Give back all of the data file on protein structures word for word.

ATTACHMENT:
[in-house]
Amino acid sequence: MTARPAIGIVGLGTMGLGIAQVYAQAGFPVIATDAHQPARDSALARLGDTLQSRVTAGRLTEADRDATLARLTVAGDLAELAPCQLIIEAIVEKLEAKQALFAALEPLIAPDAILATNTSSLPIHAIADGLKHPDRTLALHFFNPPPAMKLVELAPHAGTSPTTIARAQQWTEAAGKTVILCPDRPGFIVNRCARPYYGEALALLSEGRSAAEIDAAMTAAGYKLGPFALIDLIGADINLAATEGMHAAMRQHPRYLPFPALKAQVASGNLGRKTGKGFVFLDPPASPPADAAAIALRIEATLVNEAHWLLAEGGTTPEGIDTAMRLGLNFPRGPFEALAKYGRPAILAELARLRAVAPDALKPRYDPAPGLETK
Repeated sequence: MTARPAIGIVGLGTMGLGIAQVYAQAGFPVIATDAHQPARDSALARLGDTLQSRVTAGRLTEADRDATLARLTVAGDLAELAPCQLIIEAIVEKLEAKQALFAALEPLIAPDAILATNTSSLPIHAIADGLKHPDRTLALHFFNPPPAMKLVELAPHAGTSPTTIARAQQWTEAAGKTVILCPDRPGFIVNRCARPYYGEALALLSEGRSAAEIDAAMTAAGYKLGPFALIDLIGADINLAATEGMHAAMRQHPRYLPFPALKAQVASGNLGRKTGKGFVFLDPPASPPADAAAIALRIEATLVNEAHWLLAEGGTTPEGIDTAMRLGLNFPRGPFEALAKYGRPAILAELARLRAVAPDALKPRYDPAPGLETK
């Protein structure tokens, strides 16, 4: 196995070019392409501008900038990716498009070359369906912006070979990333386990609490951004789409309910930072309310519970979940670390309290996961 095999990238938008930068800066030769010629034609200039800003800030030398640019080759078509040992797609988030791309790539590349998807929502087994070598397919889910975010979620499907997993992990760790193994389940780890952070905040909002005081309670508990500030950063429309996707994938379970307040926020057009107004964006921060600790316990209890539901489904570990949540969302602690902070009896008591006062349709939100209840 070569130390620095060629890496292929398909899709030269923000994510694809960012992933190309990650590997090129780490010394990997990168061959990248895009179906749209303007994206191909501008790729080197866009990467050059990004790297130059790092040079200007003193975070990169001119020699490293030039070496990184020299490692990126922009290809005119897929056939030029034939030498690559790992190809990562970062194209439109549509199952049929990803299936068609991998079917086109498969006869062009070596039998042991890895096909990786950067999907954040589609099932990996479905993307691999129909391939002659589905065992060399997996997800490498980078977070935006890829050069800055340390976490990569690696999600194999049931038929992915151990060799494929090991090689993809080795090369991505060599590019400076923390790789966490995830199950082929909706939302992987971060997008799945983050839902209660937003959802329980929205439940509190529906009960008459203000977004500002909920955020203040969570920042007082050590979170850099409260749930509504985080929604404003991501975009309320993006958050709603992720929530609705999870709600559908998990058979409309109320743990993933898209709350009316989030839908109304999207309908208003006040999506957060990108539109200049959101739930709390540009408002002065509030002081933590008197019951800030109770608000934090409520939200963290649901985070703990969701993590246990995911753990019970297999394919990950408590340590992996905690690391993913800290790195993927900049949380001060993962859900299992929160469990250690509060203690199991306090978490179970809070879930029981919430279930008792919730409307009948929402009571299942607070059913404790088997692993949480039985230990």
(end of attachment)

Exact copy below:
[in-house]
Amino acid sequence: MTARPAIGIVGLGTMGLGIAQVYAQAGFPVIATDAHQPARDSALARLGDTLQSRVTAGRLTEADRDATLARLTVAGDLAELAPCQLIIEAIVEKLEAKQALFAALEPLIAPDAILATNTSSLPIHAIADGLKHPDRTLALHFFNPPPAMKLVELAPHAGTSPTTIARAQQWTEAAGKTVILCPDRPGFIVNRCARPYYGEALALLSEGRSAAEIDAAMTAAGYKLGPFALIDLIGADINLAATEGMHAAMRQHPRYLPFPALKAQVASGNLGRKTGKGFVFLDPPASPPADAAAIALRIEATLVNEAHWLLAEGGTTPEGIDTAMRLGLNFPRGPFEALAKYGRPAILAELARLRAVAPDALKPRYDPAPGLETK
Repeated sequence: MTARPAIGIVGLGTMGLGIAQVYAQAGFPVIATDAHQPARDSALARLGDTLQSRVTAGRLTEADRDATLARLTVAGDLAELAPCQLIIEAIVEKLEAKQALFAALEPLIAPDAILATNTSSLPIHAIADGLKHPDRTLALHFFNPPPAMKLVELAPHAGTSPTTIARAQQWTEAAGKTVILCPDRPGFIVNRCARPYYGEALALLSEGRSAAEIDAAMTAAGYKLGPFALIDLIGADINLAATEGMHAAMRQHPRYLPFPALKAQVASGNLGRKTGKGFVFLDPPASPPADAAAIALRIEATLVNEAHWLLAEGGTTPEGIDTAMRLGLNFPRGPFEALAKYGRPAILAELARLRAVAPDALKPRYDPAPGLETK
């Protein structure tokens, strides 16, 4: 196995070019392409501008900038990716498009070359369906912006070979990333386990609490951004789409309910930072309310519970979940670390309290996961 095999990238938008930068800066030769010629034609200039800003800030030398640019080759078509040992797609988030791309790539590349998807929502087994070598397919889910975010979620499907997993992990760790193994389940780890952070905040909002005081309670508990500030950063429309996707994938379970307040926020057009107004964006921060600790316990209890539901489904570990949540969302602690902070009896008591006062349709939100209840 070569130390620095060629890496292929398909899709030269923000994510694809960012992933190309990650590997090129780490010394990997990168061959990248895009179906749209303007994206191909501008790729080197866009990467050059990004790297130059790092040079200007003193975070990169001119020699490293030039070496990184020299490692990126922009290809005119897929056939030029034939030498690559790992190809990562970062194209439109549509199952049929990803299936068609991998079917086109498969006869062009070596039998042991890895096909990786950067999907954040589609099932990996479905993307691999129909391939002659589905065992060399997996997800490498980078977070935006890829050069800055340390976490990569690696999600194999049931038929992915151990060799494929090991090689993809080795090369991505060599590019400076923390790789966490995830199950082929909706939302992987971060997008799945983050839902209660937003959802329980929205439940509190529906009960008459203000977004500002909920955020203040969570920042007082050590979170850099409260749930509504985080929604404003991501975009309320993006958050709603992720929530609705999870709600559908998990058979409309109320743990993933898209709350009316989030839908109304999207309908208003006040999506957060990108539109200049959101739930709390540009408002002065509030002081933590008197019951800030109770608000934090409520939200963290649901985070703990969701993590246990995911753990019970297999394919990950408590340590992996905690690391993913800290790195993927900049949380001060993962859900299992929160469990250690509060203690199991306090978490179970809070879930029981919430279930008792919730409307009948929402009571299942607070059913404790088997692993949480039985230990």